Like the mutable lists, we have a the recursive destructor problem.
Admittedly, this isn't as bad of a problem for the immutable list: if we ever
hit another node that's the head of another list *somewhere*, we won't
recursively drop it. However it's still a thing we should care about, and
how to deal with isn't as clear. Here's how we solved it before:

impl<T> Drop for List<T> { fn drop(&mut self) { let mut cur_link = self.head.take(); while let Some(mut boxed_node) = cur_link { cur_link = boxed_node.next.take(); } } }

The problem is the body of the loop:

fn main() { cur_link = boxed_node.next.take(); }cur_link = boxed_node.next.take();

This is mutating the Node inside the Box, but we can't do that with Rc; it only gives us shared access. There's two ways to handle this.

The first way is that we can keep grabbing the tail of the list and dropping the
previous one to decrement its count. This will prevent the old list from
recursively dropping the rest of the list because we hold an outstanding
reference to it. This has the unfortunate problem that we traverse the *entire*
list whenever we drop it. In particular this means building a list of length
n in place takes O(n^{2}) as we traverse a lists of length `n-1`

,
`n-2`

, .., `1`

to guard against overflow (this is really really really
really bad).

The second way is if we could identify that we're the last list that knows
about this node, we could in *principle* actually move the Node out of the Rc.
Then we could also know when to stop: whenver we *can't* hoist out the Node.
For reference, the unstable function is called `try_unwrap`

.

Rc actually lets you do this... but only in nightly Rust. Honestly, I'd rather risk blowing the stack sometimes than iterate every list whenever it gets dropped. Still if you'd rather not blow the stack, here's the first (O(n)) solution:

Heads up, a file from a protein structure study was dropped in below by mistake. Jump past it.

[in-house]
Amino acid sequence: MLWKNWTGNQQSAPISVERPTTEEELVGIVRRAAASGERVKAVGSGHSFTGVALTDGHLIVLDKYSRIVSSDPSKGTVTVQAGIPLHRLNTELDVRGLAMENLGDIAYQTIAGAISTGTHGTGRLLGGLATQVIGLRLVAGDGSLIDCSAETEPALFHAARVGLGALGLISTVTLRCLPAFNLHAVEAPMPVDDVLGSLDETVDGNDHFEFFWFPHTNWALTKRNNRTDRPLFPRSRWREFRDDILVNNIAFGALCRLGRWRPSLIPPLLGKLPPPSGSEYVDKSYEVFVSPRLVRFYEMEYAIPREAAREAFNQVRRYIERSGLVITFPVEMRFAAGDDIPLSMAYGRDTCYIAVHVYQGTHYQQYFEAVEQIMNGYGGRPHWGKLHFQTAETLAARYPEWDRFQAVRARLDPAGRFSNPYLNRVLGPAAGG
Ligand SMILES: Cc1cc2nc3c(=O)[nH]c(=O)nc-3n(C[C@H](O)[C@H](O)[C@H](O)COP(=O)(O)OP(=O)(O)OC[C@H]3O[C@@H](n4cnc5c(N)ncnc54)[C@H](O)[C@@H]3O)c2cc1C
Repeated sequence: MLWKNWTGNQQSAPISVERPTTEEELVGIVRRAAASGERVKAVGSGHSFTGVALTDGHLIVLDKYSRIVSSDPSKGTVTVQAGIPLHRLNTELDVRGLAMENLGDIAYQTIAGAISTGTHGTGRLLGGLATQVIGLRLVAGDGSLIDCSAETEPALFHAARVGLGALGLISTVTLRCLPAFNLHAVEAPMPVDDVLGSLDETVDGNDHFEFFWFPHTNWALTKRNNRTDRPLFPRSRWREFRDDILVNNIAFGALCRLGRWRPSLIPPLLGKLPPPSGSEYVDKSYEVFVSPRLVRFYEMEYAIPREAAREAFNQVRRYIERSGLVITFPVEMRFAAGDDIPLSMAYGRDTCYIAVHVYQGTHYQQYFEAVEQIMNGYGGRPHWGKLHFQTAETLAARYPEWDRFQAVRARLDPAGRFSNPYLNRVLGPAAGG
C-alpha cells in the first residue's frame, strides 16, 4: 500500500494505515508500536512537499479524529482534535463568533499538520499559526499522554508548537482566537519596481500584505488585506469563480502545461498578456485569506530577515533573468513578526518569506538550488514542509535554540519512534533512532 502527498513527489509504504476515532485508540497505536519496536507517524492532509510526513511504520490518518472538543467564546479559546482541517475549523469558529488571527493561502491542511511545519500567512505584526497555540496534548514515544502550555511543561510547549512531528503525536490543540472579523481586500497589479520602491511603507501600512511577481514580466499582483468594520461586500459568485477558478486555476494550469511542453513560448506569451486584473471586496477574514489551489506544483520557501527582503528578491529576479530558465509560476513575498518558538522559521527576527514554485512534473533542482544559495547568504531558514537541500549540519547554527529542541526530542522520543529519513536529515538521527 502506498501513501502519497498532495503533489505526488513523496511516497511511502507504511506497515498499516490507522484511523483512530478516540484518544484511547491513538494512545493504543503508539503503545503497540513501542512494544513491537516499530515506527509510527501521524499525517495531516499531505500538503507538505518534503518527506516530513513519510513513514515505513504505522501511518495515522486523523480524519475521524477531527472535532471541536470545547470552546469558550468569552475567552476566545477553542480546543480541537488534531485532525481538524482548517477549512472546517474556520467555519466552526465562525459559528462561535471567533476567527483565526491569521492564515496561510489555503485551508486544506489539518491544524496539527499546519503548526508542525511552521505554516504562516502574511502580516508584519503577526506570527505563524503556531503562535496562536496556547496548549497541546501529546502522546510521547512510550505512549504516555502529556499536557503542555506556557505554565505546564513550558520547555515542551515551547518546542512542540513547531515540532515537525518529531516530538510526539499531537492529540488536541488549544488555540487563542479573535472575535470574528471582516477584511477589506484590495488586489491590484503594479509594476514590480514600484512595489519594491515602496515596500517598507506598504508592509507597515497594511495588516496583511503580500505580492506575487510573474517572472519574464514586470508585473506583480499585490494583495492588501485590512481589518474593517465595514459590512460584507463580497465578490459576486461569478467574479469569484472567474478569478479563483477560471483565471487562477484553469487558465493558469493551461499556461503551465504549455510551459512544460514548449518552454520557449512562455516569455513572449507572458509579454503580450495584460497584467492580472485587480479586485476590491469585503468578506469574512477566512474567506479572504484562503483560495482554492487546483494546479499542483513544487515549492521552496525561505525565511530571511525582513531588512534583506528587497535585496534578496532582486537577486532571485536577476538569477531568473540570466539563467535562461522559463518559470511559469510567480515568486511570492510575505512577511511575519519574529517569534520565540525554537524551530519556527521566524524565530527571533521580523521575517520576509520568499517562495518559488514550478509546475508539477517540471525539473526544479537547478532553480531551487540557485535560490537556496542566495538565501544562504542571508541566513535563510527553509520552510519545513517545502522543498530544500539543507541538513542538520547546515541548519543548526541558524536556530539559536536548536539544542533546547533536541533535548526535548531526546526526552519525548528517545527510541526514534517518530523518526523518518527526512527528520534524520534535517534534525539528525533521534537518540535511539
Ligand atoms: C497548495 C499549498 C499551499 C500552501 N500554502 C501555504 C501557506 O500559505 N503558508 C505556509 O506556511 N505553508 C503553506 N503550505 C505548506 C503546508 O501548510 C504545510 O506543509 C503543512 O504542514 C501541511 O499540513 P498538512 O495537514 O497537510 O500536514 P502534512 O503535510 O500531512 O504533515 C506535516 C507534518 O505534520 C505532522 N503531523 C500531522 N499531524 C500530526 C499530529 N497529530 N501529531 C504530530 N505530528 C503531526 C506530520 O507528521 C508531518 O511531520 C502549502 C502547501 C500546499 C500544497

fn main() { impl<T> Drop for List<T> { fn drop(&mut self) { // Steal the list's head let mut cur_list = self.head.take(); while let Some(node) = cur_list { // Clone the current node's next node. cur_list = node.next.clone(); // Node dropped here. If the old node had // refcount 1, then it will be dropped and freed, but it won't // be able to fully recurse and drop its child, because we // hold another Rc to it. } } } }impl<T> Drop for List<T> { fn drop(&mut self) { // Steal the list's head let mut cur_list = self.head.take(); while let Some(node) = cur_list { // Clone the current node's next node. cur_list = node.next.clone(); // Node dropped here. If the old node had // refcount 1, then it will be dropped and freed, but it won't // be able to fully recurse and drop its child, because we // hold another Rc to it. } } }

and here's the second (amortized O(1)) solution (only works on nightly):

fn main() { impl<T> Drop for List<T> { fn drop(&mut self) { let mut head = self.head.take(); while let Some(node) = head { if let Ok(mut node) = Rc::try_unwrap(node) { head = node.next.take(); } else { break; } } } } }impl<T> Drop for List<T> { fn drop(&mut self) { let mut head = self.head.take(); while let Some(node) = head { if let Ok(mut node) = Rc::try_unwrap(node) { head = node.next.take(); } else { break; } } } }